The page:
Modest proposals and Gulliver-sized travels. Swiftian satire leaves large footprints, but there is one American artist ready to fill those shoes. For decades Boots Riley has been telling it as it is. The rapper, poet, producer, activist, Communist and, most recently, director uses his visions to pierce through the heart of American absurdity. His latest work is his tallest order yet.
Sorry to Bother You, Riley’s story of a Black telemarketer who climbs the ranks of the tech world after adopting a white speaking voice, turned out to be something of a prophecy. Tech money really doesn’t think very highly of its workers, and proposals from the billionaire class for the future have become more outlandish than those in Riley’s film. His new project, I’m A Virgo, follows the misadventures of a young Black man in Oakland who happens to be 13-feet-tall and the frenzied exploitation of his unique stature.
In this issue we speak with Boots Riley about the absurd and how it functions as a satirical language that can speak far more eloquently when the world is on fire. On top of this profile, Issue 99 includes:
- Berlin cartoonist Aisha Franz illustrates Silicon Valley’s clash with Kreuzberg.
- David Galliquio and how political turmoil shapes Peru’s crass comix scene.
- What will become of the humble alt-weekly and how are property developers taking advantage of their absence?
- Florida’s attempt to ban Ban Books Club, a book about banned books.
- American Girl Dolls hit the zine scene.
- Winners at the Doug Wright awards.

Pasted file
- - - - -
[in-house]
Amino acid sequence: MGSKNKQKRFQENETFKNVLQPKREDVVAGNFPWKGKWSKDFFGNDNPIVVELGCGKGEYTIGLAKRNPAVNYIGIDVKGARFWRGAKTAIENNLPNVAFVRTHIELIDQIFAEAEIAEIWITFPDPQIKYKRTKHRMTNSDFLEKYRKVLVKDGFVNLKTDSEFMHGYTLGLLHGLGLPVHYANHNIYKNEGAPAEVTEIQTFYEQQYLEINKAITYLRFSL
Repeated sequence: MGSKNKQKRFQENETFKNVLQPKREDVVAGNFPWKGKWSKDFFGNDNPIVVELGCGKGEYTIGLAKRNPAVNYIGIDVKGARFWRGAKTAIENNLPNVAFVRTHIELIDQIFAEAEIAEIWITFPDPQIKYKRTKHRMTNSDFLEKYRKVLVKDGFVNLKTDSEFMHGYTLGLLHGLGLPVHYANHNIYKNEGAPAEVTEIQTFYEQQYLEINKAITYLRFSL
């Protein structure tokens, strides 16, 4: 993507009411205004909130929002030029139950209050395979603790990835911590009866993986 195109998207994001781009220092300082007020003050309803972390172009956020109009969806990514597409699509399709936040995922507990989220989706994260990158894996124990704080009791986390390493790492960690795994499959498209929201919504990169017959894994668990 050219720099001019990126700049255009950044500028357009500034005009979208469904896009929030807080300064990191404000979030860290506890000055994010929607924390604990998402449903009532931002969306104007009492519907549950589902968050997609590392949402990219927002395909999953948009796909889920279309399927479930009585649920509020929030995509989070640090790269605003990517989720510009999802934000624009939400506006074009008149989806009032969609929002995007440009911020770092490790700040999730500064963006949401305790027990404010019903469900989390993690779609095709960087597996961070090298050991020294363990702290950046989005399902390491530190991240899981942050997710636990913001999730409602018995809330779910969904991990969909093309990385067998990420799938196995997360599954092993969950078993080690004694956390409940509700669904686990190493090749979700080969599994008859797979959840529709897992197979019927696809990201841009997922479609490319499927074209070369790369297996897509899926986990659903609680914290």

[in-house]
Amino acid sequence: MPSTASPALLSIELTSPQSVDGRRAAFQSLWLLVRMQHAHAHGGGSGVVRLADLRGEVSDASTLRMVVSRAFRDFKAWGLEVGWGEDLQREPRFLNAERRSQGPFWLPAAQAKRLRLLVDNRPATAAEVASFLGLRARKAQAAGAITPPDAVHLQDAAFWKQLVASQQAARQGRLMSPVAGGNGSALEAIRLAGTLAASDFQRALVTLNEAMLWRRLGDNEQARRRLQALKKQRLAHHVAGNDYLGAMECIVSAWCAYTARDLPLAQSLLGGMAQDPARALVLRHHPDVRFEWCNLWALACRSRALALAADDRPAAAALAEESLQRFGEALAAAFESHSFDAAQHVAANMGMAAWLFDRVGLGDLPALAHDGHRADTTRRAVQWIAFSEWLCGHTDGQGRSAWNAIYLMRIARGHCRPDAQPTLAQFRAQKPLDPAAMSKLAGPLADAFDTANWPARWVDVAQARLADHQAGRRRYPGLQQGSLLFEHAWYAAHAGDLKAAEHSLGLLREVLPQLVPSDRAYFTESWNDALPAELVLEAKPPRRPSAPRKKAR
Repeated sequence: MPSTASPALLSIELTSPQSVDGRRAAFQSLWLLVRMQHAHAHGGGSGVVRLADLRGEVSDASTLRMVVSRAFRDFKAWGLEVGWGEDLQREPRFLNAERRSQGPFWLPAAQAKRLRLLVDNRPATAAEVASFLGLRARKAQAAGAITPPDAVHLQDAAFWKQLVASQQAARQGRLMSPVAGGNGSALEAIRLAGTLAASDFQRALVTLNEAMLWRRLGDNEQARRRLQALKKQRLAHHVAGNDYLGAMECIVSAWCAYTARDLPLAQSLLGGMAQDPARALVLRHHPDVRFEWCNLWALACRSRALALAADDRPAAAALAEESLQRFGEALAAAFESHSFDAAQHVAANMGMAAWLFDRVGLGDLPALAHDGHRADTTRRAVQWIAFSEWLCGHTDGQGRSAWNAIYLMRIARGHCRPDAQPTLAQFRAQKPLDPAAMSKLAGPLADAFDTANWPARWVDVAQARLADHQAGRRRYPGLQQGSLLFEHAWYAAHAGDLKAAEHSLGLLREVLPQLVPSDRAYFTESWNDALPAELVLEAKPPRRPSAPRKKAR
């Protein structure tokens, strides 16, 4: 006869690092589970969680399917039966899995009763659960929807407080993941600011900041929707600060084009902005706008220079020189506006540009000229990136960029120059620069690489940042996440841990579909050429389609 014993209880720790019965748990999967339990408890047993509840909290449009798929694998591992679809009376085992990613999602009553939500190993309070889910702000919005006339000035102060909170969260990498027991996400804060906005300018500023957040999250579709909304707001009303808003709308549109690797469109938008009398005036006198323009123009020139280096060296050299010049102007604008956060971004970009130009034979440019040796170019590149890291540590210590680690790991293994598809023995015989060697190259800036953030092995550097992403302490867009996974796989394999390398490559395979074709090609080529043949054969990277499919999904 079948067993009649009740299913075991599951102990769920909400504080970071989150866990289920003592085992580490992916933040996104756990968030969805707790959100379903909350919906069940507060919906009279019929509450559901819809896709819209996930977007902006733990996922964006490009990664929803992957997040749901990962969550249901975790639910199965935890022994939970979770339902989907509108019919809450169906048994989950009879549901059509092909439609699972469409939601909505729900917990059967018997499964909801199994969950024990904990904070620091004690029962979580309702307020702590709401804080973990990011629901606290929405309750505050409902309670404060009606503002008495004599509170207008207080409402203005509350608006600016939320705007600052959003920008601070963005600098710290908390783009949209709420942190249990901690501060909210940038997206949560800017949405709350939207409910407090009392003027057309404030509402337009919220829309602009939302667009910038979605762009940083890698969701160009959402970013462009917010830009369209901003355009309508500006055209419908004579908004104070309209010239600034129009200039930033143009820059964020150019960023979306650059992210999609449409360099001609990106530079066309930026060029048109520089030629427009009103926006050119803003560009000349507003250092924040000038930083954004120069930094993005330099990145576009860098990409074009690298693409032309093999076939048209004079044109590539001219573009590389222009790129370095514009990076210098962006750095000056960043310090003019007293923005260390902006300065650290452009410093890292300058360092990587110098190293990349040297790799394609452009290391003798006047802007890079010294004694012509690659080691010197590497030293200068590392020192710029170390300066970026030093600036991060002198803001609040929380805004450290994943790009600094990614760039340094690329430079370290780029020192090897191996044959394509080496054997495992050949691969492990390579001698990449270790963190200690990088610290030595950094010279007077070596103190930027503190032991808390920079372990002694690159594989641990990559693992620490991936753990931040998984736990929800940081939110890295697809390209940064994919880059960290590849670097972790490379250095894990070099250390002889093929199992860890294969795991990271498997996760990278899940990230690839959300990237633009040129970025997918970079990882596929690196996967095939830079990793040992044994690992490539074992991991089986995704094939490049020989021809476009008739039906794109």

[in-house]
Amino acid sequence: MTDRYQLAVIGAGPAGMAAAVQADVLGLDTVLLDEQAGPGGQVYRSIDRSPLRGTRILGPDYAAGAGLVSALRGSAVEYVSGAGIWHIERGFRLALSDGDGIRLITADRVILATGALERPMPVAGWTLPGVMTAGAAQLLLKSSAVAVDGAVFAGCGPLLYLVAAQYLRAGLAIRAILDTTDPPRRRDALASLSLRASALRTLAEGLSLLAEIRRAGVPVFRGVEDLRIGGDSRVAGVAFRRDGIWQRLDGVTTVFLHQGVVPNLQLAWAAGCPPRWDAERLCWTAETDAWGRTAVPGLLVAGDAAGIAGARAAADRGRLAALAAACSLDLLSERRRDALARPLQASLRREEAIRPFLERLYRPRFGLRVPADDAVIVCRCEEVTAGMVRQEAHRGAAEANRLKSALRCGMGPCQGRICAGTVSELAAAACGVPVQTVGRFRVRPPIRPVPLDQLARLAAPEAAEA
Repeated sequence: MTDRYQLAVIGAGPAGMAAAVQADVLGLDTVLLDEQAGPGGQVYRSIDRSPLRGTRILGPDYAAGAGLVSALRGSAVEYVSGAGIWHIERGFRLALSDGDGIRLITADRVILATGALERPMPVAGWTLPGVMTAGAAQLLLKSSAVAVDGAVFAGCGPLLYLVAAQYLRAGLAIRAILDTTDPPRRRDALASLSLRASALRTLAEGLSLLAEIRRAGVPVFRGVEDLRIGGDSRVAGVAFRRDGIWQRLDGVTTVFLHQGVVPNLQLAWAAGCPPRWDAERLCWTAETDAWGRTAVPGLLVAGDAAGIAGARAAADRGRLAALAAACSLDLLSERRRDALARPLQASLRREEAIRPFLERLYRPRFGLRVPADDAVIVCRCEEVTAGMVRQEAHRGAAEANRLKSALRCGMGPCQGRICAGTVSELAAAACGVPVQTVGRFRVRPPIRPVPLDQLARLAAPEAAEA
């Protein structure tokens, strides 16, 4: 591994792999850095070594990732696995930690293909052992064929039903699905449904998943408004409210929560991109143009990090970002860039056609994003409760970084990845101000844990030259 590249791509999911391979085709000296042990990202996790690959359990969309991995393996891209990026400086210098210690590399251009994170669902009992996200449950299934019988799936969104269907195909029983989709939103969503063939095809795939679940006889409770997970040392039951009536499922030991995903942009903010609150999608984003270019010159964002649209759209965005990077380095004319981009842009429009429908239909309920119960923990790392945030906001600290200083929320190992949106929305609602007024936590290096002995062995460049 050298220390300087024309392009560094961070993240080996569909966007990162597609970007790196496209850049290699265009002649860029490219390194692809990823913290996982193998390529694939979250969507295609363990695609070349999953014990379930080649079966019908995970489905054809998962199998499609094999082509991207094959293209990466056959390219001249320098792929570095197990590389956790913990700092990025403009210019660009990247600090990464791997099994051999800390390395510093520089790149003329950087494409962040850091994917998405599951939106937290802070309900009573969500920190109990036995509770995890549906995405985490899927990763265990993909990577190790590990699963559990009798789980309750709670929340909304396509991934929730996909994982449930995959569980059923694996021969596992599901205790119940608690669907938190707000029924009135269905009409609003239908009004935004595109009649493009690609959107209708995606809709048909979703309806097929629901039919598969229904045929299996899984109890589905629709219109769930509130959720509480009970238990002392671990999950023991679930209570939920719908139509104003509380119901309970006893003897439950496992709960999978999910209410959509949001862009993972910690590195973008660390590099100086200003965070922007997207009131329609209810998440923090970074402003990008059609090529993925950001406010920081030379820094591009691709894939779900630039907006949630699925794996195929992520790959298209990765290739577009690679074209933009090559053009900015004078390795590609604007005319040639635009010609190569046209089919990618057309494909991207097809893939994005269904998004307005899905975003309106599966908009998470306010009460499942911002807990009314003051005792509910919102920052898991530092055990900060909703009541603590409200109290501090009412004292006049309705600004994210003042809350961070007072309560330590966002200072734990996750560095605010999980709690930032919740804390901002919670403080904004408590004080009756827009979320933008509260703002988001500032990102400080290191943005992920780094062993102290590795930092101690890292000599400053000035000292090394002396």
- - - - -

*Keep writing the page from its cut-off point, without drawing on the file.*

- Big Milk organizer Alexander Laird tells us about the goblins and Gungans that shaped him.
- Catalina Cheng fuses ceramic traditions with contemporary queerness.
PLUS endless ZINE, COMICS, MUSIC, GAME, FILM, & INDIE BOOK reviews!
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About Broken Pencil Magazine
“Broken Pencil is the entertaining, indispensable guide to zines.” – The Toronto Star
Since 1995, we have been a print magazine and online hub dedicated exclusively to exploring independent creative action. Our mandate is to raise awareness of the possibilities of independent print publishing and underground creative action, with a special emphasis on the DIY zine scene. Published four times a year in full colour, each issue of Broken Pencil features reviews of hundreds of zines and small press books, plus comics, excerpts from the best of the underground/independent press, interviews, original fiction and advice/how-tos about all aspects of the independent printed arts. From the hilarious to the perverse, Broken Pencil challenges conformity and demands attention.